You're right about that being interesting, and there is no question that SR must be taught too. I think it's doubly interesting to look at both sides of the argument though and not just to teach one.

    I'm connected with a political party which is exploring the idea of radical education reform - there is a package of software under construction, but I cannot say more than that, although introducing relativity in primary schools would be very much on the table.

    Having looked at it carefully, I do think it would be a good thing, but I'm looking to see what objections there might be to it from the physics world in general, and the best talent at the top physics forums deserve to have a chance to have their say.

    The approach in all the existing books I've looked at has a common problem - a complete failure to address the philosophical objections to SR, and it's that that leaves many learners looking on relativity as witchcraft. As for finding a book for schools teaching LET, that's a tall order, but there is some superb software under development for this. In general though, almost all the teaching materials currently used in schools fall a long way short of where they should be - there is a continual need to replace almost all of it with new materials which are clearer, more comprehensive, and they should also be optimised for self-teaching. That really means a shift to interactive computer programs, but the most important thing is to get the content right and in the case of science to make it absolutely clear what is fact and what is mere assertion. Far too many people are being taught to believe in philosophical baggage that is not backed by experiment, and that's doing science a disservice.

    There is no question of just cobbling together random things found on the Internet. The plan is to put together the best package possible, learning from everything that has been done before. The current approach is clearly failing because it generates swarms of qualified people who belive some of what is merely philosophical baggage to be fact even though it has no experimental backing. That is unethical and it must be stopped - it is a sign of education failure.

    Thanks - I will check them all.

    Any teaching materials which assert that time is not Newtonian or that there is no absolute frame of reference are passing off assertions as facts. I've found university textbooks making highly misleading claims which help to fix ideas firmly in people's heads in the fact compartment even though they are just assertions. Misleading claims should have no place in education. Most importantly though, even if you use textbooks which never overstep the mark in any way, you still need to be aware that the learner will be encountering information from many other sources which will likely push them into believing that various key assertions are facts, and that needs to be countered actively by arming them with an understanding of which parts of SR are merely assertions (i.e. philosophical interpretations). The most powerful way to do that would be to teach them about LET too so that they can see a viable alternative interpretation of what is officially regarded as the same theory, and then any assertion which conflicts with LET will be immediately recognisable as assertion rather than fact.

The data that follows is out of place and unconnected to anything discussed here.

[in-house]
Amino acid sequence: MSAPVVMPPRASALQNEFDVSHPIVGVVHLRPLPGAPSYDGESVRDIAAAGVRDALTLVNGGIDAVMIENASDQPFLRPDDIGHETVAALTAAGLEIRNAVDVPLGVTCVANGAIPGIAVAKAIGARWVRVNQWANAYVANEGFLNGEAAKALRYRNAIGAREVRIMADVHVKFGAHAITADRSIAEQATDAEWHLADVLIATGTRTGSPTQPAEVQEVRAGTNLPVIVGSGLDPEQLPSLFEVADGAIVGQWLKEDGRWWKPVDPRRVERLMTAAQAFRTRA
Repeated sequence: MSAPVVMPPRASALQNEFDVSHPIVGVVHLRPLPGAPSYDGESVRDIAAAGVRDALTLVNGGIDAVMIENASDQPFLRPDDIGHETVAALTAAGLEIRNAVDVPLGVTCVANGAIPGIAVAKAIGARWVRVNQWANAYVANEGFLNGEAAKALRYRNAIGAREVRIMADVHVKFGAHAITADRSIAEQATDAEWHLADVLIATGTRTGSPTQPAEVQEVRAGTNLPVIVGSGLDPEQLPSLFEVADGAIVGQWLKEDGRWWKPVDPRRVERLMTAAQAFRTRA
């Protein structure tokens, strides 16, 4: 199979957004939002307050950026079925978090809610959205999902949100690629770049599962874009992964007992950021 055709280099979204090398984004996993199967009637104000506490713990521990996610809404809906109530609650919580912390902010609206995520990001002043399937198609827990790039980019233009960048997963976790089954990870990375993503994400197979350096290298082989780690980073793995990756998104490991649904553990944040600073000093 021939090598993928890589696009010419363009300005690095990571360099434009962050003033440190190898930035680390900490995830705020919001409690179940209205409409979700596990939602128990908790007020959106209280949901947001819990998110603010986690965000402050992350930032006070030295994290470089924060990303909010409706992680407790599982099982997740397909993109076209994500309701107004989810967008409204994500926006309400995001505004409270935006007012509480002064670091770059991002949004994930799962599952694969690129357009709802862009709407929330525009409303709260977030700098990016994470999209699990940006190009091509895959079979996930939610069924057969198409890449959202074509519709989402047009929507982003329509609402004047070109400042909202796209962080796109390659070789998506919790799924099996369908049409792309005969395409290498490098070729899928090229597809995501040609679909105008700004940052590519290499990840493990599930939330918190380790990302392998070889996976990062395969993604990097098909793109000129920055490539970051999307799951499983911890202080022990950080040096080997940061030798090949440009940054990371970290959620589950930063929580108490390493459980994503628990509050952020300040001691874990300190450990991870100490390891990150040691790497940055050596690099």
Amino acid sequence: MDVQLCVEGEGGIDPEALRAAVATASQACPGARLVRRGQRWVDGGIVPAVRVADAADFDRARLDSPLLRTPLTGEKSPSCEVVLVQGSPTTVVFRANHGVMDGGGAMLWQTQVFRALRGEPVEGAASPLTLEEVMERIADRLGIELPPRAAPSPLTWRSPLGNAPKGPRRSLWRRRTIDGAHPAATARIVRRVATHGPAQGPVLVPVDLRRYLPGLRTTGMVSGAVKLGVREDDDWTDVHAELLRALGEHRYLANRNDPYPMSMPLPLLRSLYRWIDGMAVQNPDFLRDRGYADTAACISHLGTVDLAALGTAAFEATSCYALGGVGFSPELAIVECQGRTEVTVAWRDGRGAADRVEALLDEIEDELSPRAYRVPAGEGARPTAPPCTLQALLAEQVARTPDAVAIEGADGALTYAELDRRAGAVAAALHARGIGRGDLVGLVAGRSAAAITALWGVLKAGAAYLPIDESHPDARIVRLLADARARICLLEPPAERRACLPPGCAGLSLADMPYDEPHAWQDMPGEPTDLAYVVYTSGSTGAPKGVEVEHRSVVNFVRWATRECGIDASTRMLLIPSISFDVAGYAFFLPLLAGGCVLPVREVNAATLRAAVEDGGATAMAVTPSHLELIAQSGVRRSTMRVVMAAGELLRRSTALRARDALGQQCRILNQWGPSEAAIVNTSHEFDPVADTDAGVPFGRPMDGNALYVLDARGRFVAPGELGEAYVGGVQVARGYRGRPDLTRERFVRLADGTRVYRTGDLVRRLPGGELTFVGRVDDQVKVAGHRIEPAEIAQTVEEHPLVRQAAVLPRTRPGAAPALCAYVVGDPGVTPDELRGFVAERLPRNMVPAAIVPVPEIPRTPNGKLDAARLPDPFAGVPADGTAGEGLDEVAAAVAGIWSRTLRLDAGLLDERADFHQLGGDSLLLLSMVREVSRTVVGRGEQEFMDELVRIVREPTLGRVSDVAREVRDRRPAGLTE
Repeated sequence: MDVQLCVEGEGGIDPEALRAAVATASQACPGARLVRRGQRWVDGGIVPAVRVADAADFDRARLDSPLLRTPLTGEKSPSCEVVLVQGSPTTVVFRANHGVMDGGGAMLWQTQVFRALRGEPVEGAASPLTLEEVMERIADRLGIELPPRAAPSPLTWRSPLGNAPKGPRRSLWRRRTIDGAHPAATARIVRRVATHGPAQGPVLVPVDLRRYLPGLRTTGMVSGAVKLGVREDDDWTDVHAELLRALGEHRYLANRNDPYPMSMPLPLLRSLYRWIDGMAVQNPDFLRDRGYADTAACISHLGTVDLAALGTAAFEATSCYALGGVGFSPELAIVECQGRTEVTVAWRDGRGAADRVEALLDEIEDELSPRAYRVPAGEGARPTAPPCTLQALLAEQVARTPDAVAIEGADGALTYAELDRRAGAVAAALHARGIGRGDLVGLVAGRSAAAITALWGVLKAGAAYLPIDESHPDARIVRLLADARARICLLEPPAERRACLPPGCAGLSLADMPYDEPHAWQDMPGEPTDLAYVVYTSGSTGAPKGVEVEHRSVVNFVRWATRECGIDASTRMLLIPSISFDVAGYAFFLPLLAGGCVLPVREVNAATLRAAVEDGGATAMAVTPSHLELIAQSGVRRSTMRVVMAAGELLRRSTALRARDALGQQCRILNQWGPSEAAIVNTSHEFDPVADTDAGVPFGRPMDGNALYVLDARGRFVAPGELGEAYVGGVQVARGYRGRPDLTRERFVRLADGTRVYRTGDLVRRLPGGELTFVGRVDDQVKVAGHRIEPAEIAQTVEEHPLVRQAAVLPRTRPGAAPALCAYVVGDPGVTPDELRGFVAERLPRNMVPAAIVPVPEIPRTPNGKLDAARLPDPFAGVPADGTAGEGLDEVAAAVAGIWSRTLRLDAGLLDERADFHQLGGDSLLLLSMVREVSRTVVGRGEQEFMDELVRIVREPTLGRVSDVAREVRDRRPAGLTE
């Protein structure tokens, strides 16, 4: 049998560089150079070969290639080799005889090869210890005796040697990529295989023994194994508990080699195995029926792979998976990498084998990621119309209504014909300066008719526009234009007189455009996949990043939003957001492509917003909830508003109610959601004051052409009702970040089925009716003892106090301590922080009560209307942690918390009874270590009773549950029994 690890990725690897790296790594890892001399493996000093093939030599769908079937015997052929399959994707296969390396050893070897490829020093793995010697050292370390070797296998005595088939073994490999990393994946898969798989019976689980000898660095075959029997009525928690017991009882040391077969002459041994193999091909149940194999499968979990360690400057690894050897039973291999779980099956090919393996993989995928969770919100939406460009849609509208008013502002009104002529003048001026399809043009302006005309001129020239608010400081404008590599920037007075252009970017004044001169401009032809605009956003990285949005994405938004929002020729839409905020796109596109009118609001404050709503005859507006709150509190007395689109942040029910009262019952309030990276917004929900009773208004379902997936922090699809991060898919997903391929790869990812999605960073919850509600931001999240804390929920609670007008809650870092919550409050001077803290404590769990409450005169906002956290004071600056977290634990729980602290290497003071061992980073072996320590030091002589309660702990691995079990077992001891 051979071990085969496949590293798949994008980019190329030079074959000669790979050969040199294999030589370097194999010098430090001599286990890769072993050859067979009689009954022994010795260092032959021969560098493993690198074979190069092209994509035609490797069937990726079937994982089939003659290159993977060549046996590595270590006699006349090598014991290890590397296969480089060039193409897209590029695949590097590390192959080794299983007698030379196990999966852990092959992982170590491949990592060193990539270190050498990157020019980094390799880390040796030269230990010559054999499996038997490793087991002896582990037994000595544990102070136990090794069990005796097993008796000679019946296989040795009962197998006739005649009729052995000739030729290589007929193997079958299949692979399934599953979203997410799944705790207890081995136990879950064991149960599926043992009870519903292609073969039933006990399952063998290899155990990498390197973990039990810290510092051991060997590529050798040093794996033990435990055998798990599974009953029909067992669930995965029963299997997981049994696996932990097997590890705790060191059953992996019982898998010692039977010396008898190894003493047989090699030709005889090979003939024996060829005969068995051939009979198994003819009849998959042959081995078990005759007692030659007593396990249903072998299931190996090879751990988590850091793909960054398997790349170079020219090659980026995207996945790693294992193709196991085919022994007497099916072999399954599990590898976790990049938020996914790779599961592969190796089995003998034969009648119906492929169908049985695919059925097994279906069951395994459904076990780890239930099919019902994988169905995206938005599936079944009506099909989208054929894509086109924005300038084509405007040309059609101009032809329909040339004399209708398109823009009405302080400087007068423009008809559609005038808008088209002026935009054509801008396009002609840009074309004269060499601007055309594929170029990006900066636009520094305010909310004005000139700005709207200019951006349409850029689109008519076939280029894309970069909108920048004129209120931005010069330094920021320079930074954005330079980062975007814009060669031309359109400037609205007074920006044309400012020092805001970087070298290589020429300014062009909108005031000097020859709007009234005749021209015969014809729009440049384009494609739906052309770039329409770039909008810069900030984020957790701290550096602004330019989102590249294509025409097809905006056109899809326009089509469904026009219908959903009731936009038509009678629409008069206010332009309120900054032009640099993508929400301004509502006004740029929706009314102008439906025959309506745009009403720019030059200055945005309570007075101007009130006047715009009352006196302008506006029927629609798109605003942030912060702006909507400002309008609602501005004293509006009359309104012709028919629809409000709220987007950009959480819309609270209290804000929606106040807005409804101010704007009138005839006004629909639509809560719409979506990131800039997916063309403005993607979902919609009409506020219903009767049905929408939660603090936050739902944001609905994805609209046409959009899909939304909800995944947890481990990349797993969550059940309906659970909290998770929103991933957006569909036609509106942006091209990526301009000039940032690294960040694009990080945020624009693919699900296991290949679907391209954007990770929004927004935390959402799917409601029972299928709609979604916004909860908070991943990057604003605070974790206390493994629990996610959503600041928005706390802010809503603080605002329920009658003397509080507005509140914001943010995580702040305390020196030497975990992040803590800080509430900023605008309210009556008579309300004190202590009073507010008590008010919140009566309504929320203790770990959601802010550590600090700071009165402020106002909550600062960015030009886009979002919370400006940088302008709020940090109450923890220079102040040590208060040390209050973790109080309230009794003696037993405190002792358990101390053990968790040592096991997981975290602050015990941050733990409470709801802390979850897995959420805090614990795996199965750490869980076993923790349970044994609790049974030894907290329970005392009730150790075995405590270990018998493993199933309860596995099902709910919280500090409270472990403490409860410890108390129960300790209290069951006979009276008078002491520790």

Both should be taught, and in each case the assertions tacked onto them must be labelled clearly as assertions.

    That is something that should certainly be done with the assertion that there is no special frame in SR (similar to the absolute frame in LET) - if the idea that there could be a special frame is discussed (and the assertion that there isn't one is correctly identified as a mere assertion), the objections based on contradictions (in the accounts generated by the analysis done from different frames) are wiped away at a stroke and the SR/GR models are not damaged by that at all. It's when you do that that the disbelievers suddenly begin to open the door to SR and regard it as potentially viable instead of something that defies reason.